IATA calls on S. Africa to explore domestic SAF production

IATA has called on South Africa to accelerate SAF production and meet domestic as well as regional demand.

The International Air Transport Association (IATA) has called on South Africa to accelerate SAF production by mobilising its experience, resources, and infrastructure.

“South Africa has vast potential to become a leading SAF producer in the region. And there is a waiting market for SAF as airlines work to achieve net zero carbon emissions by 2050 … Across agriculture, energy, and transportation, new jobs and industries are waiting to be created that would not only help fight poverty but also contribute to greater energy independence,” said Marie Owens Thomsen, IATA’s senior vice president for sustainability and chief economist.

The call from IATA came on the sidelines of IATA Wings of Change Focus Africa conference held in Johannesburg.

The IATA said that the call on South Africa to accelerate SAF production is due to the country’s immense potential to become major SAF player due to a confluence of advantages.

Firstly, the country boasts an abundance of suitable feedstocks for SAF production including low-carbon byproducts from sugarcane production and biomass from invasive alien plants. The country also has the industrial capacity to refine these feedstocks into SAF. Meanwhile, the country has a long history of synthetic fuel production, particularly using the Fischer-Tropsch method which positions it for the transition to SAF production.

Finally, the IATA said that South Africa’s strategic geographic location adds another layer of advantage. Major airports as key hubs for connecting flights both within Africa and to other parts of the world making South Africa an ideal location for not only producing SAF but also exporting it to meet global demand for clean aviation fuel,

To unlock South Africa’s potential as a leader in SAF production, IATA recommends a four-pronged government strategy. Firstly, it emphasises leveraging existing industrial infrastructure for faster development and lower costs. Secondly, it highlights the importance of collaboration between government, private sector, and international partners to combine resources and expertise. The plan also calls for government support to drive down production costs and increase SAF diversity. This would involve incentives for research and development in SAF technologies.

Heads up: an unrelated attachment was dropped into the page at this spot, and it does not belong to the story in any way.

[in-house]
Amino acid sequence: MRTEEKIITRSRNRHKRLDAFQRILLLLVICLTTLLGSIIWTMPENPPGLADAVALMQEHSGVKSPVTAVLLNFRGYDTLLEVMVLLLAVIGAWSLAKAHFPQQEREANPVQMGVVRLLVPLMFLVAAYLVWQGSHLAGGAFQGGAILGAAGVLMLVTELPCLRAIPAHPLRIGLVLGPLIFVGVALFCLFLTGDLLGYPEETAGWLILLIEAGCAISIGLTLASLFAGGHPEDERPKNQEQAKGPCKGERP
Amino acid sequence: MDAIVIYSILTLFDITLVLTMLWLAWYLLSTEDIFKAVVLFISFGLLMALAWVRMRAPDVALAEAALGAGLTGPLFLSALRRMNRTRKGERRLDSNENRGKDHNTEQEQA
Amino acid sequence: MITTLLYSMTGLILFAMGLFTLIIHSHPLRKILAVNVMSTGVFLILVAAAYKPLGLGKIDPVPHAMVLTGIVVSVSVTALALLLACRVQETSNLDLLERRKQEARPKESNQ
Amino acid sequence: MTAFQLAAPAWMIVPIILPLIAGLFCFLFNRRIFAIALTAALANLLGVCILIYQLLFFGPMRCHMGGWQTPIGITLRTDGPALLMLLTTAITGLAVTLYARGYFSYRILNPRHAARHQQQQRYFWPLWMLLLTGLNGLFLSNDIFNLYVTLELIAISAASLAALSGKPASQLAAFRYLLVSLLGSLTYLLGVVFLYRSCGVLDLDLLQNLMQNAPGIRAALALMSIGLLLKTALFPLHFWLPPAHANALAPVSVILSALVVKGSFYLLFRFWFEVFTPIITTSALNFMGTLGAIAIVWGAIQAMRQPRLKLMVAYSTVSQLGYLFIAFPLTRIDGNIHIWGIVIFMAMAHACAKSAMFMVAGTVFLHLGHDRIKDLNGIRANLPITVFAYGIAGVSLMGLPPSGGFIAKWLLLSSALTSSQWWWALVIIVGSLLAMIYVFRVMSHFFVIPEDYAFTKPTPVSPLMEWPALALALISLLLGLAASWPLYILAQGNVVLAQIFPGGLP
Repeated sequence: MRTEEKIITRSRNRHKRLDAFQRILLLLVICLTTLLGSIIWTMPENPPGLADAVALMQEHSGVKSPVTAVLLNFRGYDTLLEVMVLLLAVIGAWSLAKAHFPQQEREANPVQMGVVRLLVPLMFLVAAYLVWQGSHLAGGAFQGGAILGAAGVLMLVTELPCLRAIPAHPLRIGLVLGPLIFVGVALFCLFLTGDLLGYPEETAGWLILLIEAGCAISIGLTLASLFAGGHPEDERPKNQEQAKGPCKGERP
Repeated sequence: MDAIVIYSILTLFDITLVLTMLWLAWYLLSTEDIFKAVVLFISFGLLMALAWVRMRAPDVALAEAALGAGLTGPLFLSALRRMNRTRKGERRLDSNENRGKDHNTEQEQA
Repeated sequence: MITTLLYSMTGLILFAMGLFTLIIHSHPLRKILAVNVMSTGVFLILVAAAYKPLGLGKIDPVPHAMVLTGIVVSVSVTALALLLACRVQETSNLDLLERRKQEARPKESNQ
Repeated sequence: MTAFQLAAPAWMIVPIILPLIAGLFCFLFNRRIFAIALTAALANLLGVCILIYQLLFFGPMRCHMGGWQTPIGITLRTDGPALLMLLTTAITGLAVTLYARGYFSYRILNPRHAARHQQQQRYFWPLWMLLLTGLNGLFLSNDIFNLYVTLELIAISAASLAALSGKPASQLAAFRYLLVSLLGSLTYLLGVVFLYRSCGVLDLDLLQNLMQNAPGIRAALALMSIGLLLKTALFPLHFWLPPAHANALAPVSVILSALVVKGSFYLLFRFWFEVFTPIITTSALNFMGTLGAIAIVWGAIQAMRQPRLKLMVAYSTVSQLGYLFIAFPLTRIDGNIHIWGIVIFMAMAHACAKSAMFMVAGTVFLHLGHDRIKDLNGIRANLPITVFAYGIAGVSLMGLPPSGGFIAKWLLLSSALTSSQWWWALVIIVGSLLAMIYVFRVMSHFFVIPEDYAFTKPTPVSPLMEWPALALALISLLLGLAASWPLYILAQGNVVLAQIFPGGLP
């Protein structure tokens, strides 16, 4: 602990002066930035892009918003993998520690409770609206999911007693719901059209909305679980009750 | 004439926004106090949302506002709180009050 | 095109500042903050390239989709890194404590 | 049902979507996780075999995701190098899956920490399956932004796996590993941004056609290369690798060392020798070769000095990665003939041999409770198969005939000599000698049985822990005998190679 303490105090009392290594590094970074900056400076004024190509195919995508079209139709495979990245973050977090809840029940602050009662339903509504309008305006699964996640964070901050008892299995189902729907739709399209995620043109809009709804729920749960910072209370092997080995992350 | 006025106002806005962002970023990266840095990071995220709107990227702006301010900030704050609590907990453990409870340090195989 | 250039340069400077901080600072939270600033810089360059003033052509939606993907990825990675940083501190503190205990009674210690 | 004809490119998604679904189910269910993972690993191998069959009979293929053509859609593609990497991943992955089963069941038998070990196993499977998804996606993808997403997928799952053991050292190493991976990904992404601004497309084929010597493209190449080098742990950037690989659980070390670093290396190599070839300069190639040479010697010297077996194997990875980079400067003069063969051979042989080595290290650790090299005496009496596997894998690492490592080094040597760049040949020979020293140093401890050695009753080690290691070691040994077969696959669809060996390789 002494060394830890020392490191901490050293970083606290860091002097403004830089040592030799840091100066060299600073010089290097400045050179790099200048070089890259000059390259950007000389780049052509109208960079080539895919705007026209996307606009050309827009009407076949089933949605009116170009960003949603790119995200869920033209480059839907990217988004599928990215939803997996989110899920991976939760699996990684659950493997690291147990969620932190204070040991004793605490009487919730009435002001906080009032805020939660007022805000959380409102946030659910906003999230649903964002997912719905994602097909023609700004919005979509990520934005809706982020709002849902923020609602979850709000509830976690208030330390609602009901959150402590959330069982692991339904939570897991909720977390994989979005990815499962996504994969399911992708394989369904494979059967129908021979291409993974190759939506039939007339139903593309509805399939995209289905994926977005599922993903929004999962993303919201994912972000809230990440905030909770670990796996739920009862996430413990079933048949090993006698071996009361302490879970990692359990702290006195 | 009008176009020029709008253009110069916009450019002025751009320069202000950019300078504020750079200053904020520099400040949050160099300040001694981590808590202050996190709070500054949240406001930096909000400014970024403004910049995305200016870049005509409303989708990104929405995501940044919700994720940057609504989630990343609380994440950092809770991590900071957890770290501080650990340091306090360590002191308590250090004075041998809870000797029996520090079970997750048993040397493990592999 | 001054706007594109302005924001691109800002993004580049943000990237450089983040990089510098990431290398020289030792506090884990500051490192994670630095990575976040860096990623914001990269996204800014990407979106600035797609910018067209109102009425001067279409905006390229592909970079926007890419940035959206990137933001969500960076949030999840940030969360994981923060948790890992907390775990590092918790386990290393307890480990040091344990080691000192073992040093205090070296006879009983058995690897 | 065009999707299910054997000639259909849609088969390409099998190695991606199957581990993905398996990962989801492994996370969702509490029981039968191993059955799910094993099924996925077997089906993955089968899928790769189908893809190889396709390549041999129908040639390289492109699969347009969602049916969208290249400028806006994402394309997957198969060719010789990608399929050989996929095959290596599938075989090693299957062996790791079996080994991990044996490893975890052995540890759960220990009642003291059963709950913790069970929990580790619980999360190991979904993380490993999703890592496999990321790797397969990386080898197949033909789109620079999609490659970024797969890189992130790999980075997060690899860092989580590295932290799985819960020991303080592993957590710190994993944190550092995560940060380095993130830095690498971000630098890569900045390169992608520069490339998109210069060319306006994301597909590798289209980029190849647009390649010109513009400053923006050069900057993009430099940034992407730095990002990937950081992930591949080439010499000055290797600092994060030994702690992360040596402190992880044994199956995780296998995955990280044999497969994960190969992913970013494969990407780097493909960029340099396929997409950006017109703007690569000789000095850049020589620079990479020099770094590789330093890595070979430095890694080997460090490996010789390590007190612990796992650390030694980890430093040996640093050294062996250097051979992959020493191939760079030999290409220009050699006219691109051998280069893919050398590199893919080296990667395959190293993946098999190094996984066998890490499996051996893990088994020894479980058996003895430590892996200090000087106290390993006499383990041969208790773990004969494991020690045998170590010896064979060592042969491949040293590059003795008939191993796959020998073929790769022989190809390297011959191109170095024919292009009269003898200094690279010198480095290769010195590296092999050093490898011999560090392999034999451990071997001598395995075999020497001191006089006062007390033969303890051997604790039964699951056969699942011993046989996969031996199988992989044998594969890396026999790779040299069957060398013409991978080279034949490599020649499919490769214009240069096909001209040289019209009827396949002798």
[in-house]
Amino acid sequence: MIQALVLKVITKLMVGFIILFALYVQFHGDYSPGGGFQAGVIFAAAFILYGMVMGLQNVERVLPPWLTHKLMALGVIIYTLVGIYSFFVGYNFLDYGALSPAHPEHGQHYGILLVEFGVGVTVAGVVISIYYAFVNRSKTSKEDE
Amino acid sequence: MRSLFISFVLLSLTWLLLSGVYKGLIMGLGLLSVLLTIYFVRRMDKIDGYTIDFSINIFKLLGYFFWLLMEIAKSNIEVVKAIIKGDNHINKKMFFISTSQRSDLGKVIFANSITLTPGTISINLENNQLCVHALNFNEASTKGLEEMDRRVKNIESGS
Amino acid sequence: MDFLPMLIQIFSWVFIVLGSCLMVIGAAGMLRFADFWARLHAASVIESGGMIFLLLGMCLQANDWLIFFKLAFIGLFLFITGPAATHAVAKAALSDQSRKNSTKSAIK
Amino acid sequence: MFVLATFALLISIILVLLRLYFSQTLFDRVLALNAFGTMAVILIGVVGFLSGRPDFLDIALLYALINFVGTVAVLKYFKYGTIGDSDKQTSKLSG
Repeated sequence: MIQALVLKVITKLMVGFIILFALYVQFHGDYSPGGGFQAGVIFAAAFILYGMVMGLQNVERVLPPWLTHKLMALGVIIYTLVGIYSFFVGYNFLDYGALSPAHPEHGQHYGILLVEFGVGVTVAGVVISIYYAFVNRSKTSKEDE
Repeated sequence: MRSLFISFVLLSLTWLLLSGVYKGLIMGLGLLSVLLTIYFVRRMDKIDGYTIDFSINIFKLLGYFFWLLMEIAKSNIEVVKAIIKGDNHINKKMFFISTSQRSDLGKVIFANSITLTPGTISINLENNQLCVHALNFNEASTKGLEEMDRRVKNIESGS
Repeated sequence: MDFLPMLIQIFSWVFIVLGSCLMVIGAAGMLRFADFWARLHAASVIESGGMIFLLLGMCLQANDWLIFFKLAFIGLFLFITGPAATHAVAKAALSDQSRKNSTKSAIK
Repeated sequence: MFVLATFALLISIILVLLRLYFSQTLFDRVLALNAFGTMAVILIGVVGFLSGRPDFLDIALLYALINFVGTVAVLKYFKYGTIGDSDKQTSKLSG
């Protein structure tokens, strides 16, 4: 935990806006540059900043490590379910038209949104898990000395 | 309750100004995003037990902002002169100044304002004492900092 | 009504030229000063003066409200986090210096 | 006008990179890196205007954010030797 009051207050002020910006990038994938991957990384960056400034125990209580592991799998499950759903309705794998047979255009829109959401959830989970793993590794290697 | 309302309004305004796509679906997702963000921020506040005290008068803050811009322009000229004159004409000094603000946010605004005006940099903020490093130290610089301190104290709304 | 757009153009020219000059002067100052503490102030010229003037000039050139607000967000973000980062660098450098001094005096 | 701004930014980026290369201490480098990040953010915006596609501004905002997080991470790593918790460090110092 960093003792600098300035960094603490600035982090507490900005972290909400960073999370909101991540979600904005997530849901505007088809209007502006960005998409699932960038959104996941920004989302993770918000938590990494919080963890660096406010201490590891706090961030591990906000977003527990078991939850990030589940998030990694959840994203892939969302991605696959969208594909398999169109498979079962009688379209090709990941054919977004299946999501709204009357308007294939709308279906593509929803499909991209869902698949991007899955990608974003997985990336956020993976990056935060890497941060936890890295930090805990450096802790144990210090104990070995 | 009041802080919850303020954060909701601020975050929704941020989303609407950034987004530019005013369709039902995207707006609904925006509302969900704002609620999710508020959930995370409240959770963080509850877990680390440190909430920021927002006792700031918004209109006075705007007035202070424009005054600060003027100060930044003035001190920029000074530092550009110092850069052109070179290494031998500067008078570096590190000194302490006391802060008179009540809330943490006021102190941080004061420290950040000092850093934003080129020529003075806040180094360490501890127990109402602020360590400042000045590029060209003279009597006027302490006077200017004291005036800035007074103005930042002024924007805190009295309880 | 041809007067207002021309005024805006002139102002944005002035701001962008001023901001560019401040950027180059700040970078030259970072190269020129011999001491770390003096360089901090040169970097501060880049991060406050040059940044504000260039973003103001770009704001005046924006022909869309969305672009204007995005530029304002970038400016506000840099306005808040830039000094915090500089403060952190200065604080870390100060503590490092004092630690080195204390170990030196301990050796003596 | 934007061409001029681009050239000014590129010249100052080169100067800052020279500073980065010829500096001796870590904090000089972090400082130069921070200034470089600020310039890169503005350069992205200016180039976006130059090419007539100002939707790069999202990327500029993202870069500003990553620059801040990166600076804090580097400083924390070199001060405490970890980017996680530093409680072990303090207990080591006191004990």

Finally, the strategy recognises the need for investment in new infrastructure, such as biorefineries and green hydrogen facilities, to support large-scale SAF production.

IATA calls on Spain to promote SAF production

Earlier this week, the IATA also welcomed the approval of a non-binding legislative proposal tabled by the Ecological Transition and Demographic Challenge Commission to the Spanish government to promote the production of SAF in Spain.

“The Ecological Commission’s comprehensive proposal for greater state support for SAF is a big step in the right direction. It is particularly encouraging that this proposal has support across the political spectrum. Recognising the importance of aviation, the political consensus is to decarbonise flying without restricting people’s access to air travel. It is now critical for the Spanish government to turn this proposal into law,” said Rafael Schvartzman, IATA’s Regional Vice President for Europe.

The commission recommended the central government in Spain to provide incentives for SAF production; fund R&D for new SAF sources; establish public-private partnerships for SAF, and develop strategies for access to waste and bio-material for SAF feedstock.